Ithat land Where labor is cheap, the man who drives the most luxurious car is not a billionaire. He is a parking attendant. For a meager salary, he has to park, double and triple park cars in tight spaces and then rescue them. In India, where car sales have jumped 16% since the start of the covid-19 pandemic — a trend driven in part by the growing popularity of large sport-utility vehicles — the tricky job has been made even more difficult.
For many, India’s auto boom is emblematic of the country’s hyper-growth economy. New data on February 28 showed that India’s gross domestic product Growth in the final quarter of 2022 was 4.4% year-on-year, down from 6.3% in the previous quarter. Despite the economic slowdown, International Monetary Fund India is expected to be the fastest growing major economy in 2023 and account for 15% of global growth. The ruling Bharatiya Janata Party (People’s Daily) believe that the country is in Amritkaran auspicious time that will bring prosperity to all Indians.
not everyone is convinced People’s Dailyof booster. For skeptics, the rise in car sales is actually evidence of uneven economic growth in India. In fact, purchases of two-wheelers such as scooters and motorcycles have been declining since the start of the pandemic, dropping 15% since 2019. These are the means of transport for the masses: half of households own a two-wheeler; less than one in 10 owns a car.
Few issues are more important to Indian politics than the well-being of the common man in the country. The problem is that answering this question is fraught with difficulties. Official statistics are mixed. Ministers have not released poverty estimates for more than a decade. Therefore, other surveys and data sets (such as car sales) must be used for evaluation and extrapolation.
These suggest that poverty reduction has stalled, and may even be reversed. According to a survey of 44,000 households by the Center for Economic Monitoring of India (CMIE), a research institute said that only 6% of India’s poorest households (earning less than 100,000 rupees ($1,200) a year) believe their households are better off than they were a year ago. The recovery from the pandemic has been sluggish when draconian lockdowns hammered the economy.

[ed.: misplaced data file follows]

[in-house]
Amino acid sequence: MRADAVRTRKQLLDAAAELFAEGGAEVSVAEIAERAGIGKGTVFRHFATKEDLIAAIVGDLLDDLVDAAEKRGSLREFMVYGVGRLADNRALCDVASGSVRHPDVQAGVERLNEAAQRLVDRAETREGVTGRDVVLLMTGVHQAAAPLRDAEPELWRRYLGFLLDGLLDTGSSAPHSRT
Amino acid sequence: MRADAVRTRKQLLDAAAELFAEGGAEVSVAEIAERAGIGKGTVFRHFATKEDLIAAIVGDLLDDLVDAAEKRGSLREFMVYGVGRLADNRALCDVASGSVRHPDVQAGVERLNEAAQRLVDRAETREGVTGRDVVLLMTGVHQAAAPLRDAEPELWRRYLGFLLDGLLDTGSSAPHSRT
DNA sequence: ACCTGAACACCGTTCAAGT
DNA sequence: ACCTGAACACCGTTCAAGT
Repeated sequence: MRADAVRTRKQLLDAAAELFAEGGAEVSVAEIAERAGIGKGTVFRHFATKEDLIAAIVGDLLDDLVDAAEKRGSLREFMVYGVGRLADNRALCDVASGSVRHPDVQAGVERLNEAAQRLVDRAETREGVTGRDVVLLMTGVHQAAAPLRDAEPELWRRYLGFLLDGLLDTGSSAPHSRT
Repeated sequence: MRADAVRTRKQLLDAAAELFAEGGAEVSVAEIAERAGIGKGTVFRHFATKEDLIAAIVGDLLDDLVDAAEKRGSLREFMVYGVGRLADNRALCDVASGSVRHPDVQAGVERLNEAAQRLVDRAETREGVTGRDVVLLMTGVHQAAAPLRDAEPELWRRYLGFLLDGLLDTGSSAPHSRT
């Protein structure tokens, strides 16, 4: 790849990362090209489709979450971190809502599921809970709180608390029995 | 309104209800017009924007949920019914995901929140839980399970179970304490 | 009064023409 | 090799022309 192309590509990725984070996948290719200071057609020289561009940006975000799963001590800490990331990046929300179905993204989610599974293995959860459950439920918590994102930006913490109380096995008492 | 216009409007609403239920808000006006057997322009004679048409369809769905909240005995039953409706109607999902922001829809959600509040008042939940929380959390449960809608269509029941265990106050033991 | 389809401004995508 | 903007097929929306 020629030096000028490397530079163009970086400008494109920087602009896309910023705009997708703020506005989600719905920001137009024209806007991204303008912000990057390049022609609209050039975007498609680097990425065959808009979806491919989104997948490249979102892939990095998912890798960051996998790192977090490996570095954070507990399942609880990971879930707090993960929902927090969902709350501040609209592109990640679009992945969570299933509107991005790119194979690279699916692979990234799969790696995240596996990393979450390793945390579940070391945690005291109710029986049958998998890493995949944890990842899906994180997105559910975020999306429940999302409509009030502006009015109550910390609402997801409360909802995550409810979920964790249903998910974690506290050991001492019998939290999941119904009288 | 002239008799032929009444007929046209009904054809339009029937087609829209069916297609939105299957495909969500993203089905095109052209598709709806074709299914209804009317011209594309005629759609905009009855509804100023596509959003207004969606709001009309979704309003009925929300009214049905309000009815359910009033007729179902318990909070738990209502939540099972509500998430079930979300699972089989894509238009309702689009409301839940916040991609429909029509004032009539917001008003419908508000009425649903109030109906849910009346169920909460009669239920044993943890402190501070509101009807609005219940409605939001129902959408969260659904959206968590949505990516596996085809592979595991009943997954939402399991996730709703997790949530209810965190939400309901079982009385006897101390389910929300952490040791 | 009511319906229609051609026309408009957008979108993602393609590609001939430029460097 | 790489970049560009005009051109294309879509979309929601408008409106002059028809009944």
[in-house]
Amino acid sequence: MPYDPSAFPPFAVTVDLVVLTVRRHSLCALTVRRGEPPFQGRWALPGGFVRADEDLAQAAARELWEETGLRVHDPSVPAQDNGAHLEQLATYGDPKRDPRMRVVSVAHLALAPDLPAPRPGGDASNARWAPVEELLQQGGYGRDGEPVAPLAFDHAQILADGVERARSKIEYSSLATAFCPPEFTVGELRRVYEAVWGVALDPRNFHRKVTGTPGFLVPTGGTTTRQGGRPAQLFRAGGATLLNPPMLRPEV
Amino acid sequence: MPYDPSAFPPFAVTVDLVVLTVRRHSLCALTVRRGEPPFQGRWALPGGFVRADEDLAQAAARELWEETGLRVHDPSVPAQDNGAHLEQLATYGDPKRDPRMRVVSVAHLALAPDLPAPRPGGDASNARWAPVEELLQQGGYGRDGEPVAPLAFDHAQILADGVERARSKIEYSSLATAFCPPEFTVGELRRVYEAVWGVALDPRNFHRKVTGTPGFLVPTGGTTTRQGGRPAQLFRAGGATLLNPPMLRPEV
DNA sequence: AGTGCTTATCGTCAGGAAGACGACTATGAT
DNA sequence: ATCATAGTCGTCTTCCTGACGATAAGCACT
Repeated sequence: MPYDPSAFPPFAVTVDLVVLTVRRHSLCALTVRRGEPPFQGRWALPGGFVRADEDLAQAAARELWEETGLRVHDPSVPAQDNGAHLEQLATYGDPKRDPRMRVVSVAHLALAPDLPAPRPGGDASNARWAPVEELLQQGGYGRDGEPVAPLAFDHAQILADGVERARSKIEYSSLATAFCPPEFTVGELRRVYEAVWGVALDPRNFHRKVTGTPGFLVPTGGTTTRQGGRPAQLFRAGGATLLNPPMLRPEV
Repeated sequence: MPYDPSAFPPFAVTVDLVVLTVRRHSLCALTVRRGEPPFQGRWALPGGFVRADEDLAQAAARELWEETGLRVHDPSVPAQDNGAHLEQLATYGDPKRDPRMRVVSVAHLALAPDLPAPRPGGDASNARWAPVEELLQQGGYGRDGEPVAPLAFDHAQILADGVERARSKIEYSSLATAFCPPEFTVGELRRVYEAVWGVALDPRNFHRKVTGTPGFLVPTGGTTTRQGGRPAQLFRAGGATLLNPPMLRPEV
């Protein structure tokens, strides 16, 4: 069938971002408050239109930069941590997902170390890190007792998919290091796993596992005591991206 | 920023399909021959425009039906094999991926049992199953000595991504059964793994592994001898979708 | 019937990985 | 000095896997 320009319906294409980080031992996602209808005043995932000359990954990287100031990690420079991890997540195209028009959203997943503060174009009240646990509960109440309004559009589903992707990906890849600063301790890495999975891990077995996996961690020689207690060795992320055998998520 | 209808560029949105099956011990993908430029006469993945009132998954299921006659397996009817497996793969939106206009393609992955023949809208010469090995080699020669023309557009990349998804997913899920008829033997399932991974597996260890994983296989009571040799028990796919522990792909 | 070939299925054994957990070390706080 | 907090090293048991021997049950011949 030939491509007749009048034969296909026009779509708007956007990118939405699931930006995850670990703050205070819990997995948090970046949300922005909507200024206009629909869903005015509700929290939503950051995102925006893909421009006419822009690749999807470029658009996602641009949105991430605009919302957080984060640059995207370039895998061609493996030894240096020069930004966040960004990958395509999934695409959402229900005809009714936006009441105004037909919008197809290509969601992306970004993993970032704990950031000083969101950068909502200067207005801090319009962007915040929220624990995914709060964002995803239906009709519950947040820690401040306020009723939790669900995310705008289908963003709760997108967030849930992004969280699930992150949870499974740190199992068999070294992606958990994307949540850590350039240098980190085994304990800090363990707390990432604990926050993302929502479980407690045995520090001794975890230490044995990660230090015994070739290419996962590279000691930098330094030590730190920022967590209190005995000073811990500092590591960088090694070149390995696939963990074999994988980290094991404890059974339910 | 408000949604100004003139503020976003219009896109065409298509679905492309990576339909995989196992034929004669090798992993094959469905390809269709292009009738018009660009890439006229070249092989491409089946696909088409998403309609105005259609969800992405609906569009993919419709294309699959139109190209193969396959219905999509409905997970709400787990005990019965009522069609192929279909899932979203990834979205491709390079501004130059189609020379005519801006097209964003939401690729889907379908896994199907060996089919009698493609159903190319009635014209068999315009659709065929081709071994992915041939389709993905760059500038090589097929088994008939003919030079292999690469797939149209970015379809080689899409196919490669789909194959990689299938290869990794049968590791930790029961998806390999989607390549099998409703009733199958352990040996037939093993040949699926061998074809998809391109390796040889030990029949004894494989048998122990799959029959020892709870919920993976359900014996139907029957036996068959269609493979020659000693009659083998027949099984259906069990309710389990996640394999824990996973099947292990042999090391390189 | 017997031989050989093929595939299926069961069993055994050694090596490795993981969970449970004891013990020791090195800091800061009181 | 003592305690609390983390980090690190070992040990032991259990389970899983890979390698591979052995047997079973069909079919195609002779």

The World Bank estimates that the shutdown has pushed 56 million Indians into extreme poverty. Since then, inflation has further eroded purchasing power: Real wages have stagnated in rural areas, where most of the poor live, and annual inflation jumped to 6.5% in January. Poor households, where food accounts for 60 percent of household expenditure, feel the greatest pressure. Rural food costs are up 28% since 2019; onion prices are up a staggering 51%.
Labor market data also overshadowed India’s impressive headline growth figures. Acceptance rates for rural employment programs that guarantee participants low-wage jobs remain higher than pre-pandemic levels. CMIE Surveys show unemployment is also high, averaging more than 7 percent over the past two years. Many have given up looking: Labor force participation has fallen since the pandemic.
India’s economy has many problems, from poor primary education to its inability to develop its limited manufacturing industry. But these persisted even when previous growth spurts lifted millions out of poverty. So it’s more likely that the recent pain reflects the aftermath of the pandemic. Construction companies in cities, for example, have complained of labor shortages because many workers who traveled to villages during the lockdown have yet to return.
These may eventually start to ease. Newly released data suggest that rural wages may be picking up. Deposits in bank accounts for the poor are also on the rise. Even sales of two-wheelers are slowly climbing.However, for the claimed Amritkar Not going well. ■
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